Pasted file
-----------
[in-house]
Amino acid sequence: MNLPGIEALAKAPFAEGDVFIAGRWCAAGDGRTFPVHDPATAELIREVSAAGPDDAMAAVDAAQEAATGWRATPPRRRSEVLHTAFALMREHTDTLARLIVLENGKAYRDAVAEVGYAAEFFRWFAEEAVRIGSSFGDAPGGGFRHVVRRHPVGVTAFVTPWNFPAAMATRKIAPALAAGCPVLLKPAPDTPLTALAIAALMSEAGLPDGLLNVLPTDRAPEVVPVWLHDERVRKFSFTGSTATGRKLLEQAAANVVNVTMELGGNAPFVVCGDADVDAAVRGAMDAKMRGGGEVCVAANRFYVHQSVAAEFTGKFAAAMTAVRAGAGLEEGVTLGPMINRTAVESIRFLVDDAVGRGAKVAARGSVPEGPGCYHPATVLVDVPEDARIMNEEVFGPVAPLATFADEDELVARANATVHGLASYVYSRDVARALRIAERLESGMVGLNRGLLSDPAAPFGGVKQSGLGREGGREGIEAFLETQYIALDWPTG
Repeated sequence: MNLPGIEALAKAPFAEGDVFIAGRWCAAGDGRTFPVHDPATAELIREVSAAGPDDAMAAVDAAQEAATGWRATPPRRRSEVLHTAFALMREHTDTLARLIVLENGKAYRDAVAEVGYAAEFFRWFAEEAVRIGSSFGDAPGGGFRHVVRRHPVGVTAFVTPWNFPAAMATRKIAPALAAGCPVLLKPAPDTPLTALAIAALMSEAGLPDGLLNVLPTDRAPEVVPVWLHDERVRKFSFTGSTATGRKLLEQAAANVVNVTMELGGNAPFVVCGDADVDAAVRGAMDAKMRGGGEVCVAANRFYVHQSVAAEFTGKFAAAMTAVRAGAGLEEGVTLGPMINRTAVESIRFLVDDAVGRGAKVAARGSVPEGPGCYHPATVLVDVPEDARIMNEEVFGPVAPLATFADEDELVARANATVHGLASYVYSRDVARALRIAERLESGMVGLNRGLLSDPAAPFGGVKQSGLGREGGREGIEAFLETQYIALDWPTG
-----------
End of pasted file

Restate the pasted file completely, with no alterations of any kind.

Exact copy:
[in-house]
Amino acid sequence: MNLPGIEALAKAPFAEGDVFIAGRWCAAGDGRTFPVHDPATAELIREVSAAGPDDAMAAVDAAQEAATGWRATPPRRRSEVLHTAFALMREHTDTLARLIVLENGKAYRDAVAEVGYAAEFFRWFAEEAVRIGSSFGDAPGGGFRHVVRRHPVGVTAFVTPWNFPAAMATRKIAPALAAGCPVLLKPAPDTPLTALAIAALMSEAGLPDGLLNVLPTDRAPEVVPVWLHDERVRKFSFTGSTATGRKLLEQAAANVVNVTMELGGNAPFVVCGDADVDAAVRGAMDAKMRGGGEVCVAANRFYVHQSVAAEFTGKFAAAMTAVRAGAGLEEGVTLGPMINRTAVESIRFLVDDAVGRGAKVAARGSVPEGPGCYHPATVLVDVPEDARIMNEEVFGPVAPLATFADEDELVARANATVHGLASYVYSRDVARALRIAERLESGMVGLNRGLLSDPAAPFGGVKQSGLGREGGREGIEAFLETQYIALDWPTG
Repeated sequence: MNLPGIEALAKAPFAEGDVFIAGRWCAAGDGRTFPVHDPATAELIREVSAAGPDDAMAAVDAAQEAATGWRATPPRRRSEVLHTAFALMREHTDTLARLIVLENGKAYRDAVAEVGYAAEFFRWFAEEAVRIGSSFGDAPGGGFRHVVRRHPVGVTAFVTPWNFPAAMATRKIAPALAAGCPVLLKPAPDTPLTALAIAALMSEAGLPDGLLNVLPTDRAPEVVPVWLHDERVRKFSFTGSTATGRKLLEQAAANVVNVTMELGGNAPFVVCGDADVDAAVRGAMDAKMRGGGEVCVAANRFYVHQSVAAEFTGKFAAAMTAVRAGAGLEEGVTLGPMINRTAVESIRFLVDDAVGRGAKVAARGSVPEGPGCYHPATVLVDVPEDARIMNEEVFGPVAPLATFADEDELVARANATVHGLASYVYSRDVARALRIAERLESGMVGLNRGLLSDPAAPFGGVKQSGLGREGGREGIEAFLETQYIALDWPTG